Business & Heritage Clarksville
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Business

July 18, 2013

Job search: Appearance matters

dress for success

Appearance matters.

While a casual approach may work for some jobs, job applicants need to pay attention to the image they present to potential employers.

In doing “mock interviews” for a local college, I was greeted by an overwhelming number of graduating students who simply didn’t have a clue of how to dress for that crucial interview.

“It’s your first impression, and you have ten seconds to make it,” I said. “If you are wearing sneakers, if your pants sag, if your skirt is too short or too tight, if your keys are jingling off your belt loops, you have one foot out the door before you even start.”

Men should wear a clean pressed shirt and pants — at the very minimum — to any interview. Shoes, not sneakers, are the order of the day. The tie might be optional when applying for fast food and other service jobs. Women  should be similarly dressed,  wearing a well-pressed blouse, skirt or trousers, and neat shoes.

When applying for a professional position, a suit — for both men and women — is required. Women’s skirts should skim the knees; any shorter is not acceptable. Men need to wear a tie. Shoes should be clean and polished; sneakers are never a good choice.  Keep accessories to a minimum. Keep your keys in your purse or pocket, not dangling from the waist. Your hair should be well cut and groomed. Your perfume or aftershave shouldn’t come in the room before you do.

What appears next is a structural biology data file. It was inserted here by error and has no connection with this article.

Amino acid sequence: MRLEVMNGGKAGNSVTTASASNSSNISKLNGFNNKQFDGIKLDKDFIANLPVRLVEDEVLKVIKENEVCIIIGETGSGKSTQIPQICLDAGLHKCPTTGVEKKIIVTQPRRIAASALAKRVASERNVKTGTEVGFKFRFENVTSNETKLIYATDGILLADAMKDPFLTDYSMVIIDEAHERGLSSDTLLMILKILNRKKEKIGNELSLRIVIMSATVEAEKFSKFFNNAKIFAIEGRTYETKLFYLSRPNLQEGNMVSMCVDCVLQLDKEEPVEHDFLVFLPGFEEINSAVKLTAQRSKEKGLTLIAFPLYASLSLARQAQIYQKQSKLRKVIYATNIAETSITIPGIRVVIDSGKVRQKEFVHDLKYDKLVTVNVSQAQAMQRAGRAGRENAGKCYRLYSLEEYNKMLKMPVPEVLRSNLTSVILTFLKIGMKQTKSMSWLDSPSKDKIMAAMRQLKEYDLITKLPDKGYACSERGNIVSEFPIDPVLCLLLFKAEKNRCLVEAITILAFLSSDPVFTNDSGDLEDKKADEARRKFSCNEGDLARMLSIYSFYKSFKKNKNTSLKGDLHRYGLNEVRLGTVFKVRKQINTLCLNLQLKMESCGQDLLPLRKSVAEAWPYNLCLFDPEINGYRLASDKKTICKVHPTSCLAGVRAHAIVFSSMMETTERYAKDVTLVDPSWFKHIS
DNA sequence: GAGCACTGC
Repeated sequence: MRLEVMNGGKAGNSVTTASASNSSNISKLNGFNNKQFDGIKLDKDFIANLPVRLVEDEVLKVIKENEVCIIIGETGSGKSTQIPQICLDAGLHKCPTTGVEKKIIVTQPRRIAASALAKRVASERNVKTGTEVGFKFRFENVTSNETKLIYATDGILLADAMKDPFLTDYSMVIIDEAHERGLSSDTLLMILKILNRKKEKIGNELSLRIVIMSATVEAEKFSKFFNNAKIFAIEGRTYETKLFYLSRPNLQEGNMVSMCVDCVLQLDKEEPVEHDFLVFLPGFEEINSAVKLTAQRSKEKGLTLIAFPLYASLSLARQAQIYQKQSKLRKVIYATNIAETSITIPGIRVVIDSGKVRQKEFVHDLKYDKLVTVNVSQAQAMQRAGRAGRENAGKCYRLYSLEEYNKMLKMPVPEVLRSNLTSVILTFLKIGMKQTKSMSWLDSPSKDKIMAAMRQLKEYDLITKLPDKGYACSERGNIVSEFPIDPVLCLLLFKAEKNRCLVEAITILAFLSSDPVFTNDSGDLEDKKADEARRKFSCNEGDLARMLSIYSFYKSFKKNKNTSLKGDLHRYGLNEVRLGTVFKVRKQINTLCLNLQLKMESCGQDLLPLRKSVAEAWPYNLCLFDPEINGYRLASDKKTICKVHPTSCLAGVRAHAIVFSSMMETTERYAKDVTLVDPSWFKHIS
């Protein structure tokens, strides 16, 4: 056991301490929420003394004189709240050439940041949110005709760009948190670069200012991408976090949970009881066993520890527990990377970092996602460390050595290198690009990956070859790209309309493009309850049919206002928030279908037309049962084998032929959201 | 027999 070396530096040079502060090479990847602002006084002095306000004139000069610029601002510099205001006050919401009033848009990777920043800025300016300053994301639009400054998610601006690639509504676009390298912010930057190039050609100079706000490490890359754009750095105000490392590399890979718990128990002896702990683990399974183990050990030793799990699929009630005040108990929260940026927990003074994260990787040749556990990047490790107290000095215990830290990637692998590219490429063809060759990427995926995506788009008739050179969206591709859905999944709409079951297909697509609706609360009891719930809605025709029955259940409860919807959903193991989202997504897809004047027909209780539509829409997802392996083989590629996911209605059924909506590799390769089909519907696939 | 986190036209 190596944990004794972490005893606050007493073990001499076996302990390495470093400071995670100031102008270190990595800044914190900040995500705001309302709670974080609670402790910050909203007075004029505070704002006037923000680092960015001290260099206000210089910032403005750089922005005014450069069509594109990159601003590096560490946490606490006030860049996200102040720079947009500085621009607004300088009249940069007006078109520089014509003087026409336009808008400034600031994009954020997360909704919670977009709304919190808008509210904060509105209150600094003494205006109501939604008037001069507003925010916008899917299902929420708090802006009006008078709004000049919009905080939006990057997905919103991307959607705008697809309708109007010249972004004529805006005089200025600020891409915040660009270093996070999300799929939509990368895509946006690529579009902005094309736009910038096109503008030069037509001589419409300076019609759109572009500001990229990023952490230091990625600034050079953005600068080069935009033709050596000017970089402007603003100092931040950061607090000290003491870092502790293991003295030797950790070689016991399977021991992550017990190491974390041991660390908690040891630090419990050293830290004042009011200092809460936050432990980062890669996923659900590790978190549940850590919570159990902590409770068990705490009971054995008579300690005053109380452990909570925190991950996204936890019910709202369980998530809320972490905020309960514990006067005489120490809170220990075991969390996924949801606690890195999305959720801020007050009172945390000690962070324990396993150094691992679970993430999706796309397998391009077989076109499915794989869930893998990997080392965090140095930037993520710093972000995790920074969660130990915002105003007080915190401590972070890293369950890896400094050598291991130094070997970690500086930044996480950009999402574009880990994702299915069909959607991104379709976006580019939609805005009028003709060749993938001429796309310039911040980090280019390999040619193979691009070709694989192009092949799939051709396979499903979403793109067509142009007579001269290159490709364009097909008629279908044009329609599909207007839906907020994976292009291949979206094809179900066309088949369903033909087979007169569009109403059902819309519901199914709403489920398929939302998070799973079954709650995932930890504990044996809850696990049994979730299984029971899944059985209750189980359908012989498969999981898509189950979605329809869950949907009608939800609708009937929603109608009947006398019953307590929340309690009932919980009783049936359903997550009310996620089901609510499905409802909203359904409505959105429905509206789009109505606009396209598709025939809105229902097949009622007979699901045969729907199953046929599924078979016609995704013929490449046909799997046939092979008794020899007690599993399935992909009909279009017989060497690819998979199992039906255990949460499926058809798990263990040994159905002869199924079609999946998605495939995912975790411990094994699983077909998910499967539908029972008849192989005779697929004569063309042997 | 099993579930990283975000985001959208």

The key word is keep it simple and classic. It is better to be overdressed than underdressed. Your desired  job may depend on it.

 

 

 

 

 

 



About the Author

Christine Anne Piesyk
Christine Anne Piesyk brings over 40 years of experience to the pages of Business Clarksville; she has edited news, opinion, politics, business, arts/leisure, food, lifestyle, education and travel pages in both daily and weekly newspapers. Now retired, she words as an editorial consultant, and remains an editorial consultant to Business & Heritage Clarksville. " At 18, she began working with film and theatre critic Sam Hoffman, and at 27 launched The Entertainment Review as a radio medium with Jesse Garon. As a film/arts critic, she co-produced the Review for 25 years in both print and radio. The number of films she has, seen, studied or reviewed number in the thousands. "Lifelong education and a career in media have afforded me extraordinary opportunities," Piesyk said. She holds undergraduate and graduate degrees in individualized studies from Goddard College.




 
 

 
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